Battery Prices Likely Heading for the Ceiling After Congo Raises Royalty Rate
The Democratic Republic of Congo has declared cobalt a “strategic” substance, nearly tripling the royalty rate miners will have to pay on it. According to a governmental decree, miners will now pay 10 percent in royalties to extract the element.
While we’ve previously warned of the likelihood of a global supply shortage elevating the price of batteries, it seems this will occur only after the Congo taxes the crap out of it. This is the second time cobalt has seen a royalty hike since June, when the region increased the previous 2 percent royalty to 3.5 percent.
Besides the looming prospect of a reversal in the falling price of EV batteries, a spike in the price of cobalt is already ruffling some feathers.
According to Reuters, Congolese Prime Minister Bruno Tshibala signed the decree late last month despite fierce opposition from leading investors. Both Glencore and China Molybdenum have lobbied against mineral tax hikes under a new mining code adopted earlier this year.
As the region is responsible for more than 60 percent of the world’s cobalt production, even minor changes can seriously influence the final cost of batteries. Foreign investors have claimed tax hikes under the new code will hamper further investment and have threatened to challenge some parts of the Congo’s new regulations in arbitration.
While this will no doubt impact the price of electric vehicles, a temporary cobalt surplus has managed to keep prices down through the second half of 2018. This surplus is expected to decline sharply as EV adoption continues and mines begin to scramble to meet demand. Most analysts expect to see cobalt trading at record prices again by 2020 and continue upward from there. The increase in royalties really only serves to accelerate the timeline.
Join the conversation
Latest Car ReviewsRead more
Latest Product ReviewsRead more
- Art Vandelay Best? PCH from Ventura to somewhere near Lompoc. Most Famous? Route Irish
- GT Ross The black wheel fad cannot die soon enough for me.
- Brett Woods My 4-Runner had a manual with the 4-cylinder. It was acceptable but not really fun. I have thought before that auto with a six cylinder would have been smoother, more comfortable, and need less maintenance. Ditto my 4 banger manual Japanese pick-up. Nowhere near as nice as a GM with auto and six cylinders that I tried a bit later. Drove with a U.S. buddy who got one of the first C8s. He said he didn't even consider a manual. There was an article about how fewer than ten percent of buyers optioned a manual in the U.S. when they were available. Visited my English cousin who lived in a hilly suburb and she had a manual Range Rover and said she never even considered an automatic. That's culture for you. Miata, Boxster, Mustang, Corvette and Camaro; I only want manual but I can see both sides of the argument for a Mustang, Camaro or Challenger. Once you get past a certain size and weight, cruising with automatic is a better dynamic. A dual clutch automatic is smoother, faster, probably more reliable, and still allows you to select and hold a gear. When you get these vehicles with a high performance envelope, dual-clutch automatic is what brings home the numbers.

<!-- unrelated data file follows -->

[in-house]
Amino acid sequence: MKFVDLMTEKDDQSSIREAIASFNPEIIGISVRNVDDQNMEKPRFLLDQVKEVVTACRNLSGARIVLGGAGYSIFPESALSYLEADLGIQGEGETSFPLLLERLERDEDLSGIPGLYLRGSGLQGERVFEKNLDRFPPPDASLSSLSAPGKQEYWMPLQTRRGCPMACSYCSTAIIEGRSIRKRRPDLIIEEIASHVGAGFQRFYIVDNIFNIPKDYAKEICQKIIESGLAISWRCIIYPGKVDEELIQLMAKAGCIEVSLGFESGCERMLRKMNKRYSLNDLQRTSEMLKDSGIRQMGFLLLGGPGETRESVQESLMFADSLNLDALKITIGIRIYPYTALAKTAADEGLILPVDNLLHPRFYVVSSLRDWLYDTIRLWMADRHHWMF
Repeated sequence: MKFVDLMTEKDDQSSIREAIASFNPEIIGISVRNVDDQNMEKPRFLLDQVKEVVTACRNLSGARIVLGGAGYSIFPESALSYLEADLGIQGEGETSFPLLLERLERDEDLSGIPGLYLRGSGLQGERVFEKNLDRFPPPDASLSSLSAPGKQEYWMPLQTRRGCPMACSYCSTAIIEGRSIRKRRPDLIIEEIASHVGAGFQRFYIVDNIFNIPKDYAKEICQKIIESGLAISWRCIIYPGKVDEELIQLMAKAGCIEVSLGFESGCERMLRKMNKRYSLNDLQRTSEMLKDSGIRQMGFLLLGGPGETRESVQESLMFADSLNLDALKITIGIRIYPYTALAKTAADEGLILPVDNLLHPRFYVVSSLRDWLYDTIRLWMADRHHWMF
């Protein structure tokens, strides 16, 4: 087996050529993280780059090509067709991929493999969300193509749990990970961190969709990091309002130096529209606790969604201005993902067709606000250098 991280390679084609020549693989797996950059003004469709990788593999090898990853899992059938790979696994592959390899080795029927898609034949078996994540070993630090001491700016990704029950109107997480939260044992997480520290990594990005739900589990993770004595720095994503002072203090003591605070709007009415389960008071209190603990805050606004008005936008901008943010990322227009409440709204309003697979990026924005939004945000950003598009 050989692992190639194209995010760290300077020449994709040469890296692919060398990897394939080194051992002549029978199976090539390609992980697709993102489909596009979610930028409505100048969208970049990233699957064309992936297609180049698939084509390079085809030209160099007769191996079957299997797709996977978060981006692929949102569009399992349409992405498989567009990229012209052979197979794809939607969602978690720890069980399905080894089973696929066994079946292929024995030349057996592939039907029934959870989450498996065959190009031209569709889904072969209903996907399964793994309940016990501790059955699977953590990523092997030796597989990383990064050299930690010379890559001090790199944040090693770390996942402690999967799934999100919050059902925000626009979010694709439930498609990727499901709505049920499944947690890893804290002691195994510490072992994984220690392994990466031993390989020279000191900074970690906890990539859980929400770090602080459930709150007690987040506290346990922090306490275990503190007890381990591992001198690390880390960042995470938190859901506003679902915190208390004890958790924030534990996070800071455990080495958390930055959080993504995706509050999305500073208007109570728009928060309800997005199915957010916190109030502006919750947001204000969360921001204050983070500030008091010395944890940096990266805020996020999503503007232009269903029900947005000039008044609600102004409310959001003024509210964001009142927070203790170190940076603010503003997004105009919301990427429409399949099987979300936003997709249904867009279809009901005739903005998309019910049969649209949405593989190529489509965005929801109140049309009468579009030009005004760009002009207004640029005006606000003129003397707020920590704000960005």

- ToolGuy 2019 had better comments than 2023 😉
- Inside Looking Out In June 1973, Leonid Brezhnev arrived in Washington for his second summit meeting with President Richard Nixon. Knowing of the Soviet leader’s fondness for luxury automobiles, Nixon gave him a shiny Lincoln Continental. Brezhnev was delighted with the present and insisted on taking a spin around Camp David, speeding through turns while the president nervously asked him to slow down. https://academic.oup.com/dh/article-abstract/42/4/548/5063004
Old price: X*1.035 (where X is the "base price" the royalties are on). New price: X*1.10. An increase of 6.5% on cobalt should not make battery prices "head for the ceiling". The first source I could find (https://qnovo.com/82-the-cost-components-of-a-battery/) suggests that the cobalt used in li-ion cathodes costs $10-15 per kWH before this increase. $15 + 6.5% = ... just under $16. A dollar per kWH.
Thank you for doing the math! So the price of a Chevy Bolt goes up $60. Sixty dollars, you say? Why, that's straight through the ceiling, I tell you!